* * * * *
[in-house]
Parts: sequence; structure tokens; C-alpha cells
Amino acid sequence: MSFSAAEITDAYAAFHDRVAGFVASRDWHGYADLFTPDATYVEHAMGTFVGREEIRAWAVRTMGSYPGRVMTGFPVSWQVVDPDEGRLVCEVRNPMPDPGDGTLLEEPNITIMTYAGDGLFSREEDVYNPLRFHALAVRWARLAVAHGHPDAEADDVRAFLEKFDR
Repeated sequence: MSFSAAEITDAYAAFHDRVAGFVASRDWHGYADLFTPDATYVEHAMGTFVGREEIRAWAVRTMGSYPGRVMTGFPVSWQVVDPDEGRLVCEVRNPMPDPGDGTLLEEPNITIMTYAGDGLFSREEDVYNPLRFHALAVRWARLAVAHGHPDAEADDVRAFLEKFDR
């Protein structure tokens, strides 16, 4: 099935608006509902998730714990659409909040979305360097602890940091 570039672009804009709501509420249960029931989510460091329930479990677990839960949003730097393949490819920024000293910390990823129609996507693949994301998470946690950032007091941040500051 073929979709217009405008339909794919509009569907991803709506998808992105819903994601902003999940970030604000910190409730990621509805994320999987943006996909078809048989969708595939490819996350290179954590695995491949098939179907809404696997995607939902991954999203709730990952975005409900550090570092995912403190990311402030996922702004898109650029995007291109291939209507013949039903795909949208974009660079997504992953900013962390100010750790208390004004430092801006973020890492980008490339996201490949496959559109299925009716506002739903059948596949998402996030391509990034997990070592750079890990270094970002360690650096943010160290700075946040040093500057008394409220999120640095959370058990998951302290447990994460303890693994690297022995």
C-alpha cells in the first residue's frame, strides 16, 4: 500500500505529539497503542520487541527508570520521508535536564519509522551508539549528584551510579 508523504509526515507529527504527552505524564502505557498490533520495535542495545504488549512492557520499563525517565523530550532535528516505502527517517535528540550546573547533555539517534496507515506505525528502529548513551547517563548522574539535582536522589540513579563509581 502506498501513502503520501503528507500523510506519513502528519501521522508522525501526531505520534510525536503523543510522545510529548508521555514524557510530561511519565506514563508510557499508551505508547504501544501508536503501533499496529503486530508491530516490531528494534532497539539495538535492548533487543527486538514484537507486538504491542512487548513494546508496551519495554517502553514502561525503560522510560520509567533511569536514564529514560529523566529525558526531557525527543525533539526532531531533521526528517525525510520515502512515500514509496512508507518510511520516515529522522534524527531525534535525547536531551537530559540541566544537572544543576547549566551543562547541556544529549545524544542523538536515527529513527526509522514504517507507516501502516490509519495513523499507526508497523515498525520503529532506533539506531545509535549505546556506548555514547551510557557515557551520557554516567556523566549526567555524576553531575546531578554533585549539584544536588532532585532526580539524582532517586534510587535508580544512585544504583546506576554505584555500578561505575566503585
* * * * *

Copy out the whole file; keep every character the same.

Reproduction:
[in-house]
Parts: sequence; structure tokens; C-alpha cells
Amino acid sequence: MSFSAAEITDAYAAFHDRVAGFVASRDWHGYADLFTPDATYVEHAMGTFVGREEIRAWAVRTMGSYPGRVMTGFPVSWQVVDPDEGRLVCEVRNPMPDPGDGTLLEEPNITIMTYAGDGLFSREEDVYNPLRFHALAVRWARLAVAHGHPDAEADDVRAFLEKFDR
Repeated sequence: MSFSAAEITDAYAAFHDRVAGFVASRDWHGYADLFTPDATYVEHAMGTFVGREEIRAWAVRTMGSYPGRVMTGFPVSWQVVDPDEGRLVCEVRNPMPDPGDGTLLEEPNITIMTYAGDGLFSREEDVYNPLRFHALAVRWARLAVAHGHPDAEADDVRAFLEKFDR
């Protein structure tokens, strides 16, 4: 099935608006509902998730714990659409909040979305360097602890940091 570039672009804009709501509420249960029931989510460091329930479990677990839960949003730097393949490819920024000293910390990823129609996507693949994301998470946690950032007091941040500051 073929979709217009405008339909794919509009569907991803709506998808992105819903994601902003999940970030604000910190409730990621509805994320999987943006996909078809048989969708595939490819996350290179954590695995491949098939179907809404696997995607939902991954999203709730990952975005409900550090570092995912403190990311402030996922702004898109650029995007291109291939209507013949039903795909949208974009660079997504992953900013962390100010750790208390004004430092801006973020890492980008490339996201490949496959559109299925009716506002739903059948596949998402996030391509990034997990070592750079890990270094970002360690650096943010160290700075946040040093500057008394409220999120640095959370058990998951302290447990994460303890693994690297022995």
C-alpha cells in the first residue's frame, strides 16, 4: 500500500505529539497503542520487541527508570520521508535536564519509522551508539549528584551510579 508523504509526515507529527504527552505524564502505557498490533520495535542495545504488549512492557520499563525517565523530550532535528516505502527517517535528540550546573547533555539517534496507515506505525528502529548513551547517563548522574539535582536522589540513579563509581 502506498501513502503520501503528507500523510506519513502528519501521522508522525501526531505520534510525536503523543510522545510529548508521555514524557510530561511519565506514563508510557499508551505508547504501544501508536503501533499496529503486530508491530516490531528494534532497539539495538535492548533487543527486538514484537507486538504491542512487548513494546508496551519495554517502553514502561525503560522510560520509567533511569536514564529514560529523566529525558526531557525527543525533539526532531531533521526528517525525510520515502512515500514509496512508507518510511520516515529522522534524527531525534535525547536531551537530559540541566544537572544543576547549566551543562547541556544529549545524544542523538536515527529513527526509522514504517507507516501502516490509519495513523499507526508497523515498525520503529532506533539506531545509535549505546556506548555514547551510557557515557551520557554516567556523566549526567555524576553531575546531578554533585549539584544536588532532585532526580539524582532517586534510587535508580544512585544504583546506576554505584555500578561505575566503585